Sunday, May 30, 2010

Hutsul Lunch: A Pál utcai fiúk

The Técsői Banda, a Hutsul folk band from the western Ukraine village of Tjaciv (Técső in Hungarian) is in Budapest again this week, playing concerts and doing the rounds of springtime folk festivals and new Budapest "ruin" bars. I'm working on a project that should see the Técsői Banda playing in New York City in September in cooperation with the Center for Traditional Music and Dance in New York, so I had to drop in and explain some of the visa procedures the guys will have to deal with. But first things first: lunch. When musicians are on the road, meal times are one of the few periods of normality that band members can expect. Among east European musicians, eating in restaurants is something you do when the owner throws in a meal as part of the gig, otherwise you feed yourself.
So, at two in the afternoon, Joska, Yura and Ivan lay out the Hutsul lunch spread they have brought with them from home: dark bread, Ukrainian salami, cucumbers, sheep cheese, red pepper ajvar, and home made orda - an unsweetened white sheep cheese eaten in Transylvania that I have never seen elsewhere. And of course a bottle of Ukrainian vodka. What's a light lunch without a few shots of vodka to wash it down? The French may have their wine... the Germans beer... the Hutsuls drink vodka. While staying in Budapest the Técsői Banda stays at the home of our friend Imre Keszthelyi and his family.
Imre has done the folk music show on Tilos Radio for years, and been a part of the dance house scene since its early years in the 1970s. Imre lives in the house on Pal utca in Pest that was made famous by the Ferenc Molnár novel A Pál utcai fiúk (The Boys of Pal Street.)Published in 1906, the story tells of competing groups of children fighting increasingly serious turf wars amidst the court yards and connected warrens of the building. There is even a plaque on the building and groups of tourists show up regularly with no idea that this is not some kind of memorial to Ernő Nemecsek but still a functioning place to live. A lot of the tourists are Danes and Italians: the Boys of Pal Street was adapted to film four times - as "No Greater glory" by American director Frank Borzage in 1934, as I ragazzi della via Paal, by Italian film director Alberto Mondadori and Mario Monicelli in 1935, and by Hungarian director Geza Fábri in 1969.A few years ago the entrance was switched to the Pal street side, and the courtyards are no longer connected, but the place is much the same as it was when Molnar used it as a backdrop. While it looks like a tenement from the outside, the apartments inside are huge. Imre has enough space to be able to offer the guys from the band a room when they are on tour - a rare luxury in crowded Budapest.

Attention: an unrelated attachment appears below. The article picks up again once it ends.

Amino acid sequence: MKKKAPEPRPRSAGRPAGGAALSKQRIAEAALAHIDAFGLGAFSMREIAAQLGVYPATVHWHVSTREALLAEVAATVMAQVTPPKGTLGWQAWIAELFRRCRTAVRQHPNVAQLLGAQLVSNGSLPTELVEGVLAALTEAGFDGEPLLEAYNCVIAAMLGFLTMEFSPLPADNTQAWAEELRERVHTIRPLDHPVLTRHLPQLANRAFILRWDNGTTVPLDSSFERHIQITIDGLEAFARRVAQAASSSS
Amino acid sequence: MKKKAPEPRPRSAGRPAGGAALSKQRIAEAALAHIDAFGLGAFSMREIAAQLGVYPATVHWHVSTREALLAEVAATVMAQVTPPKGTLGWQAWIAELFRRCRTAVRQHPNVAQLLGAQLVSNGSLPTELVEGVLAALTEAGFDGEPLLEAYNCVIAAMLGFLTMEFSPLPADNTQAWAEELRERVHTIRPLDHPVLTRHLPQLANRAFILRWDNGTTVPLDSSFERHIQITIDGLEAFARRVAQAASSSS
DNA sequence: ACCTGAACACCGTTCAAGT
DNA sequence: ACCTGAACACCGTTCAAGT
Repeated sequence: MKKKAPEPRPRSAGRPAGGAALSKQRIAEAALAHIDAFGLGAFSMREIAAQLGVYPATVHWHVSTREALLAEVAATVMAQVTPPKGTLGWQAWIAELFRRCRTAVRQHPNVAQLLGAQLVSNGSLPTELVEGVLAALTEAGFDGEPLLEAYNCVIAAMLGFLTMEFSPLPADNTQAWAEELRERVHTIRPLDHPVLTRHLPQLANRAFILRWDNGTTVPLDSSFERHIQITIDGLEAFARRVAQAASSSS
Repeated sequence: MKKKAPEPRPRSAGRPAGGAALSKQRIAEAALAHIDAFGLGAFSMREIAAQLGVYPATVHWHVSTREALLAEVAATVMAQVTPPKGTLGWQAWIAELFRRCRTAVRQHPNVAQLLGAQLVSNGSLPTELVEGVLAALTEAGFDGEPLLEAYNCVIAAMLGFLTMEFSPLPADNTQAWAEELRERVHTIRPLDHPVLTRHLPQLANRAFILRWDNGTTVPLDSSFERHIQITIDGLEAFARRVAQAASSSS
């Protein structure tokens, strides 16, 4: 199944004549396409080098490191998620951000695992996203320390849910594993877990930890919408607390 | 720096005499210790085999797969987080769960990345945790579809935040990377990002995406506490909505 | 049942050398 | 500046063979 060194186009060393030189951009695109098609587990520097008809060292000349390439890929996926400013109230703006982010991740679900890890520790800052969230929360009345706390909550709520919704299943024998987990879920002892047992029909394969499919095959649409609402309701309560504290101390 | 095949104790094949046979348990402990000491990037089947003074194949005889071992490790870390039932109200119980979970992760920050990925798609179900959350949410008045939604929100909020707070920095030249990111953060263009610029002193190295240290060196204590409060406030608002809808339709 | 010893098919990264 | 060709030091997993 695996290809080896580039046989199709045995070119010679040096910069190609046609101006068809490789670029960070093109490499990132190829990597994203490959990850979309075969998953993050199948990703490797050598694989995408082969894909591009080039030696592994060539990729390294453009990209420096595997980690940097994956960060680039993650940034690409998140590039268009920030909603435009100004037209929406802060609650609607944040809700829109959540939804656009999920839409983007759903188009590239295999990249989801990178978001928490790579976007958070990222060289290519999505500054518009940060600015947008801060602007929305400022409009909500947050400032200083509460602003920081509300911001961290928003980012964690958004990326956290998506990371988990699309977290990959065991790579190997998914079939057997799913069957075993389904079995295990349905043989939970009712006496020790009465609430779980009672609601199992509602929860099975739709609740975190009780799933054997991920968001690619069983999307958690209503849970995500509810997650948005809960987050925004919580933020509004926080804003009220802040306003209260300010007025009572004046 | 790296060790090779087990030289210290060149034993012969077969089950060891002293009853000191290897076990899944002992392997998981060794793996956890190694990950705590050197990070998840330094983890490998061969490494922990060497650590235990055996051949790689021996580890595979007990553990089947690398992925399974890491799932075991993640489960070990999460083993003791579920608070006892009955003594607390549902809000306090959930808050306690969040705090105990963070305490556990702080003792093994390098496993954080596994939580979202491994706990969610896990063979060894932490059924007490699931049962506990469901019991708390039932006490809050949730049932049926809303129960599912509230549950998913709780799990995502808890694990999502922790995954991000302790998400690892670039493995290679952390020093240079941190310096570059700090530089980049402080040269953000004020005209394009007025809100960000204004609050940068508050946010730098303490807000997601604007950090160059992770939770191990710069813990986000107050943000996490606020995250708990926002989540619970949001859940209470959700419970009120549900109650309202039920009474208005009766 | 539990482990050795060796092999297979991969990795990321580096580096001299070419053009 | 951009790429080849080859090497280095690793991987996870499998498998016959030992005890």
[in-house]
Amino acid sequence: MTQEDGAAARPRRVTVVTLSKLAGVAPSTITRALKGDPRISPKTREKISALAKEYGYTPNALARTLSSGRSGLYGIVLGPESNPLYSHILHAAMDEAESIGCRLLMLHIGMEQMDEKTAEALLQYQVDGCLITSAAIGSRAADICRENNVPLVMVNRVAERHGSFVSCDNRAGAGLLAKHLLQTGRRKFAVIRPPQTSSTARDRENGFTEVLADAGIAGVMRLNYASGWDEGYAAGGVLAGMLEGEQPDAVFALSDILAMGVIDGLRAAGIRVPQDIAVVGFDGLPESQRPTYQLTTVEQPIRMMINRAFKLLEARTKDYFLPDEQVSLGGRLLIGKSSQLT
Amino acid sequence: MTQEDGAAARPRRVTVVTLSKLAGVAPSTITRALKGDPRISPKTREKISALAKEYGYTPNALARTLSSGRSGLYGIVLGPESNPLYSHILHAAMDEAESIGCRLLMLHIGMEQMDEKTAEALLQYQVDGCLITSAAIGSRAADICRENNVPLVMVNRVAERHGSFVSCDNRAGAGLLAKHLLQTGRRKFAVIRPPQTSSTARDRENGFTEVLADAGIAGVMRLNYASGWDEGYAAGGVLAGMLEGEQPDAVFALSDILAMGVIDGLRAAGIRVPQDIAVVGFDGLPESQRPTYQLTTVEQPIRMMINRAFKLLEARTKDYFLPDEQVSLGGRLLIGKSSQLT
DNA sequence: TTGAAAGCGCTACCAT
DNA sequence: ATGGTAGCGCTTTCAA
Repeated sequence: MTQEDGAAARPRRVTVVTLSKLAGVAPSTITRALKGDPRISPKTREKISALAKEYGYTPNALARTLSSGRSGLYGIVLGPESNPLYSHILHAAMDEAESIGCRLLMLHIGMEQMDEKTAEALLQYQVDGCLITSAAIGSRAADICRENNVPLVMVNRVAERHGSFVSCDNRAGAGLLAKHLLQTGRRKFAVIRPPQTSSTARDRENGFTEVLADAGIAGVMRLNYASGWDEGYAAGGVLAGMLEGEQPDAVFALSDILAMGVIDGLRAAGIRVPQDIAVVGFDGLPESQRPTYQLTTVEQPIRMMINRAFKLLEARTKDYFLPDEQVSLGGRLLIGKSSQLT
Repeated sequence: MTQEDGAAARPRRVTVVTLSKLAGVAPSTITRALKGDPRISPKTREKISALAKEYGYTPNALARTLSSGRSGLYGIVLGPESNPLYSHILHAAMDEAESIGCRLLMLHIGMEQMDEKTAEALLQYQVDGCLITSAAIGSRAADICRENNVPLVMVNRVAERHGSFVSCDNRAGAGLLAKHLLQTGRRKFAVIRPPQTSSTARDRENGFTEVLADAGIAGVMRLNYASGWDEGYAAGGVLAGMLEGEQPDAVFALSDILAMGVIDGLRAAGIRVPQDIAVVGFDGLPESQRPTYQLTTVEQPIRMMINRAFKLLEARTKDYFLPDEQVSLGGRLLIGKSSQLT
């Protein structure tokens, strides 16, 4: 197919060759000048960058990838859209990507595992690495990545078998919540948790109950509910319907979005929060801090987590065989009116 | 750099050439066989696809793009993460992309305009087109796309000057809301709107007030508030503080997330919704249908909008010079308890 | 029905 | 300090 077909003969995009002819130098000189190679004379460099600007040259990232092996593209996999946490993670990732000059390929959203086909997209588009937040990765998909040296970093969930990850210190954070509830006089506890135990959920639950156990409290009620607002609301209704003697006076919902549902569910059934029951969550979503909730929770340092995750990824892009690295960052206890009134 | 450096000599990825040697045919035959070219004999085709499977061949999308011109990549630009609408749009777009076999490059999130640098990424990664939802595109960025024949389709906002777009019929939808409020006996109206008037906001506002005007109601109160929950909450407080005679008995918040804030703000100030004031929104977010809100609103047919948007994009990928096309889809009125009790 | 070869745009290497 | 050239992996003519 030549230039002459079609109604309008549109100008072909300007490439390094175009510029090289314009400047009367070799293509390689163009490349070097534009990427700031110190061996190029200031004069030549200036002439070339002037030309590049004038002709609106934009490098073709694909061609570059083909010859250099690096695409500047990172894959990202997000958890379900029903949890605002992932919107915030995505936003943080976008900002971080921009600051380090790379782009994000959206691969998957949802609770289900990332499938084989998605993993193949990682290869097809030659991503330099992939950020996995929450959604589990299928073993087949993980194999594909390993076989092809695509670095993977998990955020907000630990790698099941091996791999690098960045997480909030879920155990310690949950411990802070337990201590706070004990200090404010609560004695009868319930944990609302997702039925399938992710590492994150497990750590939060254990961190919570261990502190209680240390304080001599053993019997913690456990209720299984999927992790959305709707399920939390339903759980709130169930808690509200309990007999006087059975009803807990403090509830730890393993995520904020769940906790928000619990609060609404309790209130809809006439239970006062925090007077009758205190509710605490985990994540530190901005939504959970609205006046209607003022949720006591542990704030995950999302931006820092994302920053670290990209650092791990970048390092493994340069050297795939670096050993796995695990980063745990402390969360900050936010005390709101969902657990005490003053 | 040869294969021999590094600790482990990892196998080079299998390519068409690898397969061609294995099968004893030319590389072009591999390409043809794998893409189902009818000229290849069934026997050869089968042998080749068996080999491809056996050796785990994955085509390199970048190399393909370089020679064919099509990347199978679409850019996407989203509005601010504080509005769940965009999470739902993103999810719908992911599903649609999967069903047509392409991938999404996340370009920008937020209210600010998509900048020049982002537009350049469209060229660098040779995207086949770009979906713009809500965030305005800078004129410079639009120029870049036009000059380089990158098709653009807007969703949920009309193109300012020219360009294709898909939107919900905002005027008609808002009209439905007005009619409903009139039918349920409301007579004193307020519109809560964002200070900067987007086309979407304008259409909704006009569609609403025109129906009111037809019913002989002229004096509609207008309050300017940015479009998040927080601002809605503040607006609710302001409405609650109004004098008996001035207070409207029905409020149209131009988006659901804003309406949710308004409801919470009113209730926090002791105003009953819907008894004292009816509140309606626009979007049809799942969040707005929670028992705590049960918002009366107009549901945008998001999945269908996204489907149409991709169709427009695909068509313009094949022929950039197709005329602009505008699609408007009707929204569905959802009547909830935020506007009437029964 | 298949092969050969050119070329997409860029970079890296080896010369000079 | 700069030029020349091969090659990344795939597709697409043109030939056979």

Tim Meyen was in Budapest on his way to Romania. Tim is an Australian who studied the traditonal music of Hungary and Romania and specializes in cimbalom. Tim specializes in finding players of the small, portable folk cimbalom that he can find, so he had some time to check out the Hutsul tsymbay and its tuning, which is markedly different than the straight Hungarian tuning.Still... you have to be careful with playing in an apartment. Since it was in the middle of the day the guys got out their instruments, but drummer Yura Chernavets chose a less booming perussion option: a chest of drawers.

5 comments:

shaun_rakhiv said...

the cheese you mention is called 'вурда' (vurda), not 'orda'. It's a boiled, unseasoned cheese usually made from cow milk and isn't specific to Transcarpathia.

cbanfalvi said...

orda is whey cheese (like ricotta)...you can buy it at the markets in Budapest, and even in supermarkets, where it is sometimes labelled ricotta.

zmkc said...

Fantastic clips, thank you. Is Tim based in Canberra or somewhere else now?

Pete Rushefsky said...

Ivan seems to be using a really unique, idiosyncratic tuning for the tsymbaly-- he seems to have reset the instrument so that the left bridge is the bass bridge and the right bridge is the treble bridge. Any information on whether this was his own invention or a system in regional use? Can't wait to see them in New York! Thanks, Pete Rushefsky

dumneazu said...

It's a simple inversion of the tuning for left handed players. The late Misha Chernatvets was left handed, and so is Mihaylo, who was on this tour. Vassile Hudak plays regular hungarian tuning, but then, he's a music teacher.